Cryoglobulins are immune complexes that precipitate at low temperatures and are deposited on vascular endothelium, causing vasculitis in organs such as the skin, kidneys, and peripheral nerves. Manifestations vary according to type and range but the classical triad (Meltzer's triad) is purpura, weakness and arthralgias.
Brouet's classification is:
- Type I or simple cryoglobulinaemia, is caused by monoclonal antibody; usually IgM.
- Type II and type III cryoglobulinaemia are called mixed cryoglobulinaemia (MC). They make up 75% of cryoglobulinaemias. They contain rheumatoid factor (RF), which is usually IgM. The RF is monoclonal in type II and polyclonal in type III cryoglobulinaemia.
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- Essential mixed cryoglobulinaemia occurs in about 1 in 100,000 people.
- It is more common in southern Europe and usually presents between about 40 and 60 years of age, with a female preponderance of 3:1.
- Since the identification of hepatitis C virus (HCV), it has been recognised as the cause of more than 90% of mixed cryoglobulinaemia (MC).
- It has been found to cluster in families and, rarely, after vaccination, especially against pneumococcus.
Type I cryoglobulinaemia presents with:
- Retinal haemorrhage
- Severe Raynaud's phenomenon
- Arterial thrombosis
Types II and III cryoglobulinaemia produce:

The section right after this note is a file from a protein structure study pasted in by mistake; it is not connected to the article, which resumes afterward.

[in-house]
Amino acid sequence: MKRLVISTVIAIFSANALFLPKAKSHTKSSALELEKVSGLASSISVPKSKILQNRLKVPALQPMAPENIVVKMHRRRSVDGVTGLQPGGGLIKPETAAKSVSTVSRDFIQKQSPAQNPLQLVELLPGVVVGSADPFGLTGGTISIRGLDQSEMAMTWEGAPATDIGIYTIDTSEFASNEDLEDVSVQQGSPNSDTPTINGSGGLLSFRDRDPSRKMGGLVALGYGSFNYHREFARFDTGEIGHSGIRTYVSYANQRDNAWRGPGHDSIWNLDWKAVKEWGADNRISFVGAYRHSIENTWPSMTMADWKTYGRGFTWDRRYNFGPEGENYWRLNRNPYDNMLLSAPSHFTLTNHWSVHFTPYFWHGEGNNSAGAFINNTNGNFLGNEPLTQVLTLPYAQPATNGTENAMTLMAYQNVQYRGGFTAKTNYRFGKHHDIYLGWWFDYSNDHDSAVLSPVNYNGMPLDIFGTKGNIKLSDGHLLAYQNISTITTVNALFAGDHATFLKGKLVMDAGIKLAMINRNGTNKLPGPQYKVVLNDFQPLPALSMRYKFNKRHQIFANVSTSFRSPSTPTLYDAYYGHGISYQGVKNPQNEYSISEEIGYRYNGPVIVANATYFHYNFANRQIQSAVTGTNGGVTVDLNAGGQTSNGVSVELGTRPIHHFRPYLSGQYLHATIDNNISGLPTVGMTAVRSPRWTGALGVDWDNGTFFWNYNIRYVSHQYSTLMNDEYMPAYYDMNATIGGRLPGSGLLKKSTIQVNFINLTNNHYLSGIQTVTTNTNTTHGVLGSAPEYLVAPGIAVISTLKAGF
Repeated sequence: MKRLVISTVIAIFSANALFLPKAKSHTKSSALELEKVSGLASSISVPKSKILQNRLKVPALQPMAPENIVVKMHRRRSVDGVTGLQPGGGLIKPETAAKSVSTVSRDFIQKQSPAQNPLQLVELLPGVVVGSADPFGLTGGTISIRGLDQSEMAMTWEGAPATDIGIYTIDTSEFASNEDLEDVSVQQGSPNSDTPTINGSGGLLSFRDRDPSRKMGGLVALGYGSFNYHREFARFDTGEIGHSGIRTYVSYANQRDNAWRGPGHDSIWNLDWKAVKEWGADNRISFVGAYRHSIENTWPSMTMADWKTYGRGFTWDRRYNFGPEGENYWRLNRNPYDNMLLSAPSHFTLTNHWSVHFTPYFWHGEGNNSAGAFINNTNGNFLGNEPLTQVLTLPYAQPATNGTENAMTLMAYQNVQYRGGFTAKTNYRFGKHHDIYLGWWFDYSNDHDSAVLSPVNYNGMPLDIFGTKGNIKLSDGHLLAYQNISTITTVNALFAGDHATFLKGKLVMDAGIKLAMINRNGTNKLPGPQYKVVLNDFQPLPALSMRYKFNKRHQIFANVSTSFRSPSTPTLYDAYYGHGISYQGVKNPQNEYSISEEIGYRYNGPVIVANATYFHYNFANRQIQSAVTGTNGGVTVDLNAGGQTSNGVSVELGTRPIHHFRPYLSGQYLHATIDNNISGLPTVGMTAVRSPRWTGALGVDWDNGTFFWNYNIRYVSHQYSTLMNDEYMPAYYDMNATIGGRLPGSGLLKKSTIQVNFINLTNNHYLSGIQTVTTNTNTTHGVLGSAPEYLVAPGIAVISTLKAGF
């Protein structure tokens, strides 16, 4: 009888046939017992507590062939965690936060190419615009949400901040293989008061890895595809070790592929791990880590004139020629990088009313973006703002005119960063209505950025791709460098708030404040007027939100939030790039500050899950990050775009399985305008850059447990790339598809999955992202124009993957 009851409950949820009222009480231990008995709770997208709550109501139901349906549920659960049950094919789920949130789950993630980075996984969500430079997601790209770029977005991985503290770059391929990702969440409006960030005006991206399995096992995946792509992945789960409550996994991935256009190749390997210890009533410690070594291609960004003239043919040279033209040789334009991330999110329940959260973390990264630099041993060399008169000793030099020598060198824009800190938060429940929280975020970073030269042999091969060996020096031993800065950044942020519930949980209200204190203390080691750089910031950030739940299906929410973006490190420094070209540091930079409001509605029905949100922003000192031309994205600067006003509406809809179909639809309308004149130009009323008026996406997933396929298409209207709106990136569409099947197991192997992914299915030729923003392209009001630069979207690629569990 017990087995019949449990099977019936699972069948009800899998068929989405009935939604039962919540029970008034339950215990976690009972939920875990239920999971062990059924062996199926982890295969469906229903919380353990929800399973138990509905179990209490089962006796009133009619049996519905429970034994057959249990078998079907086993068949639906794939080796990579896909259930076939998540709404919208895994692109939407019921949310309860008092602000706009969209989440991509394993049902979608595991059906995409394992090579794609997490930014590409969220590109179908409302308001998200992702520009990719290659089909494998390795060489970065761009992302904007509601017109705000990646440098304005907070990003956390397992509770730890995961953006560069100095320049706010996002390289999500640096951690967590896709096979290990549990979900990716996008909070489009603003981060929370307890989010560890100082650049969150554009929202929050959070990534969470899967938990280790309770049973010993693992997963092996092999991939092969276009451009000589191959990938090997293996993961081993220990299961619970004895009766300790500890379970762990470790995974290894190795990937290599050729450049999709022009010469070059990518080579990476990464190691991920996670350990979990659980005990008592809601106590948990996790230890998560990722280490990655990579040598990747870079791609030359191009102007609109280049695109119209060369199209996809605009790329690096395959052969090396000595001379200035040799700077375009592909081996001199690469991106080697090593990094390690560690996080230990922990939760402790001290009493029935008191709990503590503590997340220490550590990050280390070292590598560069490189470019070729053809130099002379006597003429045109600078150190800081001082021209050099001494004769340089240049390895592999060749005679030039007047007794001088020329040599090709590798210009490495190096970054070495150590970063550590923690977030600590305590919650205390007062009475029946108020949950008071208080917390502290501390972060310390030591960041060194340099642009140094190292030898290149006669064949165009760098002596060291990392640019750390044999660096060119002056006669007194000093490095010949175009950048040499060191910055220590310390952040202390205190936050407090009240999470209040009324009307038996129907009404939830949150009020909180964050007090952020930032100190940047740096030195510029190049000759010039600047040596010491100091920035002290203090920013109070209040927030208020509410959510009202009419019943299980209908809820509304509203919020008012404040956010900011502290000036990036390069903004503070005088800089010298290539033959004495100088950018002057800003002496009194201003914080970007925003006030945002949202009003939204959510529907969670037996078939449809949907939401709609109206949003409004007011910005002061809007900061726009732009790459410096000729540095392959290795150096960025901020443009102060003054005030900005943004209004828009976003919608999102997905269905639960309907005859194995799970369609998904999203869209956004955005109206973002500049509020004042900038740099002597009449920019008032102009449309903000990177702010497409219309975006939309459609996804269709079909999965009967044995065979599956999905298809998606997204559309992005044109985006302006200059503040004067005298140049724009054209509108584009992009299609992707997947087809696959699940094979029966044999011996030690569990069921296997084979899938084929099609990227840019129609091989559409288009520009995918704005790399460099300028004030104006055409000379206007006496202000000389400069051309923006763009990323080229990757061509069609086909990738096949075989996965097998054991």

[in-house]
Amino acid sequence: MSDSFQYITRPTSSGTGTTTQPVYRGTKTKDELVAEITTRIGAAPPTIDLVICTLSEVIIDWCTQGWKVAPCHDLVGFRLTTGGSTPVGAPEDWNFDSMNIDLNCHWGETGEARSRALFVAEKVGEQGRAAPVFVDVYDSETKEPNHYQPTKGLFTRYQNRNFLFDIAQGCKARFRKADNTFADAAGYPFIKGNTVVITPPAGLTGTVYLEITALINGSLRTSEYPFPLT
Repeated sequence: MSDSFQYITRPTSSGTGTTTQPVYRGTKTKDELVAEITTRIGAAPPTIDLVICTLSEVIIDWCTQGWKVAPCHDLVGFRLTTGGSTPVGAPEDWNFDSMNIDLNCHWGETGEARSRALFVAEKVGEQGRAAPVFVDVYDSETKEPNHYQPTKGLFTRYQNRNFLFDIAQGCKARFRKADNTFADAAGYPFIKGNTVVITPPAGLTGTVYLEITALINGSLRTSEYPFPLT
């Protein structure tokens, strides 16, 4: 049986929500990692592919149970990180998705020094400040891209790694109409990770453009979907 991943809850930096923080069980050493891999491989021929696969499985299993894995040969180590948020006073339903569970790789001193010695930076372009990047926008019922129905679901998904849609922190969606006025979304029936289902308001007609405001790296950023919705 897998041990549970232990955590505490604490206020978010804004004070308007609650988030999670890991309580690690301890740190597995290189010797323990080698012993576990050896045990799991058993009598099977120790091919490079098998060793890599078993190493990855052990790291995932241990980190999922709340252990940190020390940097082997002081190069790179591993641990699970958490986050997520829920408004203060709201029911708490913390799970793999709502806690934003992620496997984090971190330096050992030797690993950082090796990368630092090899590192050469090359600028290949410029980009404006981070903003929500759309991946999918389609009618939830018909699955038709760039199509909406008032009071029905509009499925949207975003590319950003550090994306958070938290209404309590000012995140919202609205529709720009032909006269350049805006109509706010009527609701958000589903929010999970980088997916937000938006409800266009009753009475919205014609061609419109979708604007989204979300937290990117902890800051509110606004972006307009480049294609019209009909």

- Arthralgias and arthritis in the proximal interphalangeal (PIP) joints, metacarpophalangeal (MCP) joints, knees, and ankles.
- Immune-complex glomerulonephritis.
- Vascular purpuric lesions.
Presenting features appear in the following list in decreasing frequency:
- Cutaneous symptoms of purpura, distal necrosis, cold urticaria and ulceration.
- Joint disease.
- Renal disease.
- Raynaud's phenomenon.
- Neurological symptoms including paraesthesia and peripheral neuropathy.
- Abdominal pain.
- Arterial thrombosis.
- Facial swelling.
The most important related disease seems to be hepatitis C. This group is prolific and it has been suggested that essential cryoglobulinaemia is really due to hepatitis C.
Cryoglobulinaemia may occur with specific diseases:
- Lymphoproliferative disorder: type I - multiple myeloma and Waldenström's macroglobulinaemia; types II and III - chronic lymphocytic leukaemia.